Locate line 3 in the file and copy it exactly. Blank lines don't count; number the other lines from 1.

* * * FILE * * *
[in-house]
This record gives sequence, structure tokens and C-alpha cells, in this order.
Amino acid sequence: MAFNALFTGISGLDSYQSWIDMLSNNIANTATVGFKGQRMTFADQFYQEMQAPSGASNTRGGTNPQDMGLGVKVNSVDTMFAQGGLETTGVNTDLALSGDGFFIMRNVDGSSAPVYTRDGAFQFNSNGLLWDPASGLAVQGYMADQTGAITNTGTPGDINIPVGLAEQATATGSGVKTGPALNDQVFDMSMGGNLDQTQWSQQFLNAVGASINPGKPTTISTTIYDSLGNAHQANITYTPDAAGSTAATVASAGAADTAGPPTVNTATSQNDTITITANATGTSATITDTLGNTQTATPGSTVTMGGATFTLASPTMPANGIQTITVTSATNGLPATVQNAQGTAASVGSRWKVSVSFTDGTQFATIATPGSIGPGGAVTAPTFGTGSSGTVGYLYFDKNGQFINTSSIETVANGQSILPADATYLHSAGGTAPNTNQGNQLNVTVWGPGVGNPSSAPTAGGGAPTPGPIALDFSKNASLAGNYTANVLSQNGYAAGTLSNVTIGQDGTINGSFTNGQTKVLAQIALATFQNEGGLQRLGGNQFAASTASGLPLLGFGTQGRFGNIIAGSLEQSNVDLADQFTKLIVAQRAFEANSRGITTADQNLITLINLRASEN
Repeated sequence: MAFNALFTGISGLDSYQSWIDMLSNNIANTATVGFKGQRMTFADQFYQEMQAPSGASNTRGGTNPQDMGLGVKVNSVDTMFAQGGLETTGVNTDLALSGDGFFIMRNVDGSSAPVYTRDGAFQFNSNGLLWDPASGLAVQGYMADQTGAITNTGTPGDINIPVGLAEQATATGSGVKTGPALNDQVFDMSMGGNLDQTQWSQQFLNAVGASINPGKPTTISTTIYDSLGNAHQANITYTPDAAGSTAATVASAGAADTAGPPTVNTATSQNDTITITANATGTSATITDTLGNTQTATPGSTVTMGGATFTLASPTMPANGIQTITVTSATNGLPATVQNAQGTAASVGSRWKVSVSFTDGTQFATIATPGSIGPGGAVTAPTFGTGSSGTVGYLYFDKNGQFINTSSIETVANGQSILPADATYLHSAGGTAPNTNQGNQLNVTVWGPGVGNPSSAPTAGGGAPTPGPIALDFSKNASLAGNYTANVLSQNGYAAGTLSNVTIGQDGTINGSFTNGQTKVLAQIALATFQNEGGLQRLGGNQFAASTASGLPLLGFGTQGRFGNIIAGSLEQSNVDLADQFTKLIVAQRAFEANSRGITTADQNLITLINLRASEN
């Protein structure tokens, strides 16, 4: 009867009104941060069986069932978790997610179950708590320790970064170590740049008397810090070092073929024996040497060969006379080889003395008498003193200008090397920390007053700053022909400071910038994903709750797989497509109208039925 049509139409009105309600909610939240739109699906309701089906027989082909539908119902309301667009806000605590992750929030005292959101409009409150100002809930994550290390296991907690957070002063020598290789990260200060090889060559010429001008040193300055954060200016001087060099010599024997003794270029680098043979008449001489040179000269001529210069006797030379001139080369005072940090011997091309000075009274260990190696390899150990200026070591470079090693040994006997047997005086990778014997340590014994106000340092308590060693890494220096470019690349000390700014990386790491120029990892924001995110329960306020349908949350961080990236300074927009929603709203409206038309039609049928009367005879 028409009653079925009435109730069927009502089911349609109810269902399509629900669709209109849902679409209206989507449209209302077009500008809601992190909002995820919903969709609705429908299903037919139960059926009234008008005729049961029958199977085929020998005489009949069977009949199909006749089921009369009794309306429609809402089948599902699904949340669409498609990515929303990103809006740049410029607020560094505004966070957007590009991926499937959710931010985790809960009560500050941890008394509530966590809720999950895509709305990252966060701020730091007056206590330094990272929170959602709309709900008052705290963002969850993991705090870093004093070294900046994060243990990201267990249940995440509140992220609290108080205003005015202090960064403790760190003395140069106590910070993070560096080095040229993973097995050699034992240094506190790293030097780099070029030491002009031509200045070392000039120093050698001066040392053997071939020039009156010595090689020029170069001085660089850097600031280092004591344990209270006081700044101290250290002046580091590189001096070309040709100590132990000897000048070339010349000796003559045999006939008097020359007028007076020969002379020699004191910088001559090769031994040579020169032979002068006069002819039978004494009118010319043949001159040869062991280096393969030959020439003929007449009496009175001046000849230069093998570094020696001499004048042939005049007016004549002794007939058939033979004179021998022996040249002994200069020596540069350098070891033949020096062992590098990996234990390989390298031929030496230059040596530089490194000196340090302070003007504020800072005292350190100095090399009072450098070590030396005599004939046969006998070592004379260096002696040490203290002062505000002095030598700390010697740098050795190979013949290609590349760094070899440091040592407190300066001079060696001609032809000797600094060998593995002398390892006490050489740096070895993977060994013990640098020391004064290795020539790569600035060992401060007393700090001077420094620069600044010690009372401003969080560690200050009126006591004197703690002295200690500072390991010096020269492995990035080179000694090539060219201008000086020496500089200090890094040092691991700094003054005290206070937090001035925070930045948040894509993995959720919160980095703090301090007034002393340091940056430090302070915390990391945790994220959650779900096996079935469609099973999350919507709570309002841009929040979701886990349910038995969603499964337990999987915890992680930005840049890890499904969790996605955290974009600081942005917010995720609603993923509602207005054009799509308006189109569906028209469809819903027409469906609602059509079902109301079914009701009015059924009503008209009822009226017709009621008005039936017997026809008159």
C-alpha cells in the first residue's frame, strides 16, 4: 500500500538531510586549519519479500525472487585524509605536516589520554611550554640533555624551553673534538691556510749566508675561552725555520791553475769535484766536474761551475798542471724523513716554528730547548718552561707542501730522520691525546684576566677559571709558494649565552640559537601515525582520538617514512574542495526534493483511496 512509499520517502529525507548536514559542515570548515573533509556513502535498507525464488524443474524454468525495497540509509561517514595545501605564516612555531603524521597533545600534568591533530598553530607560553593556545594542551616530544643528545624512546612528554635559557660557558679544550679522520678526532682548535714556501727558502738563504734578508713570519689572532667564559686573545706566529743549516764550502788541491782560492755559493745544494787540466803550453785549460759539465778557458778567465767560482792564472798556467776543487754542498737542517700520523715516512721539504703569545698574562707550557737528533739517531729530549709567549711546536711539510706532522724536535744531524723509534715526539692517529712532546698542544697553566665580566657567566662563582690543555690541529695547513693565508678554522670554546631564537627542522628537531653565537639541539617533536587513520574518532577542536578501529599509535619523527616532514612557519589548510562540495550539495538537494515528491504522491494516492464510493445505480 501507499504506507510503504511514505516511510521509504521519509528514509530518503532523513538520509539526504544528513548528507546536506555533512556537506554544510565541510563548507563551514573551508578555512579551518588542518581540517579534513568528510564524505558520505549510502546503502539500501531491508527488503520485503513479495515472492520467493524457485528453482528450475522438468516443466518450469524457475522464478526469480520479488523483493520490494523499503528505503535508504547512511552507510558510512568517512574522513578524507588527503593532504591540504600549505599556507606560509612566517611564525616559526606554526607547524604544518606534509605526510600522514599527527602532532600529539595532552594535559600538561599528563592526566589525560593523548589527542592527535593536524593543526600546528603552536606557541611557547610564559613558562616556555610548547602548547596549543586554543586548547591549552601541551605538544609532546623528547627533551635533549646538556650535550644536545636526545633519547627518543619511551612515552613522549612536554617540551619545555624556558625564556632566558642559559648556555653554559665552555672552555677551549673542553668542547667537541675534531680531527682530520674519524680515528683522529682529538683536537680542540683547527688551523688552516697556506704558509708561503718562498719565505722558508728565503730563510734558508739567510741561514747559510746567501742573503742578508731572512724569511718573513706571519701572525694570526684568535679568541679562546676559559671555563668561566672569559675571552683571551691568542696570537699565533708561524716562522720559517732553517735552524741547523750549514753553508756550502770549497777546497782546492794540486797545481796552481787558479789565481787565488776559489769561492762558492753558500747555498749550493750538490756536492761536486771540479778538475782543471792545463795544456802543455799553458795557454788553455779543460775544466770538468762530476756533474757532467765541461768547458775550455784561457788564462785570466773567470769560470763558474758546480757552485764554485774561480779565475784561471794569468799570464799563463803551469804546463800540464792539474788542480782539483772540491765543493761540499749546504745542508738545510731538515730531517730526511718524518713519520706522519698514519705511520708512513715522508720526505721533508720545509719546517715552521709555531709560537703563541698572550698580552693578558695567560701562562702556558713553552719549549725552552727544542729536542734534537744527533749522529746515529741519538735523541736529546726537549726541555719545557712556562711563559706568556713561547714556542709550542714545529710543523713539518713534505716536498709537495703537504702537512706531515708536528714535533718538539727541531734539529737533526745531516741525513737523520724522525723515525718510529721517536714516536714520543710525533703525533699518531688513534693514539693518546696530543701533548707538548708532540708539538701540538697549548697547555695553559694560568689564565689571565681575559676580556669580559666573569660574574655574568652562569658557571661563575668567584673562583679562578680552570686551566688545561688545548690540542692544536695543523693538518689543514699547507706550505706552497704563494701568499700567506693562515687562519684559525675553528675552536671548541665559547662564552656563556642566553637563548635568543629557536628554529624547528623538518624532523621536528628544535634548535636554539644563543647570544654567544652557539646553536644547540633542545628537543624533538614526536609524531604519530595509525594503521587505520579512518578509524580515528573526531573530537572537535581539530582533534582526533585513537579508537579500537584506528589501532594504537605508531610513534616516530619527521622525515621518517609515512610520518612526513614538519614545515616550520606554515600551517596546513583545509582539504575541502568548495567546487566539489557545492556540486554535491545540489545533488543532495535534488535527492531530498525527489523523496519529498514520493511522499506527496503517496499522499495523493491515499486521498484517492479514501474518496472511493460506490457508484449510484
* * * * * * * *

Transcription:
Amino acid sequence: MAFNALFTGISGLDSYQSWIDMLSNNIANTATVGFKGQRMTFADQFYQEMQAPSGASNTRGGTNPQDMGLGVKVNSVDTMFAQGGLETTGVNTDLALSGDGFFIMRNVDGSSAPVYTRDGAFQFNSNGLLWDPASGLAVQGYMADQTGAITNTGTPGDINIPVGLAEQATATGSGVKTGPALNDQVFDMSMGGNLDQTQWSQQFLNAVGASINPGKPTTISTTIYDSLGNAHQANITYTPDAAGSTAATVASAGAADTAGPPTVNTATSQNDTITITANATGTSATITDTLGNTQTATPGSTVTMGGATFTLASPTMPANGIQTITVTSATNGLPATVQNAQGTAASVGSRWKVSVSFTDGTQFATIATPGSIGPGGAVTAPTFGTGSSGTVGYLYFDKNGQFINTSSIETVANGQSILPADATYLHSAGGTAPNTNQGNQLNVTVWGPGVGNPSSAPTAGGGAPTPGPIALDFSKNASLAGNYTANVLSQNGYAAGTLSNVTIGQDGTINGSFTNGQTKVLAQIALATFQNEGGLQRLGGNQFAASTASGLPLLGFGTQGRFGNIIAGSLEQSNVDLADQFTKLIVAQRAFEANSRGITTADQNLITLINLRASEN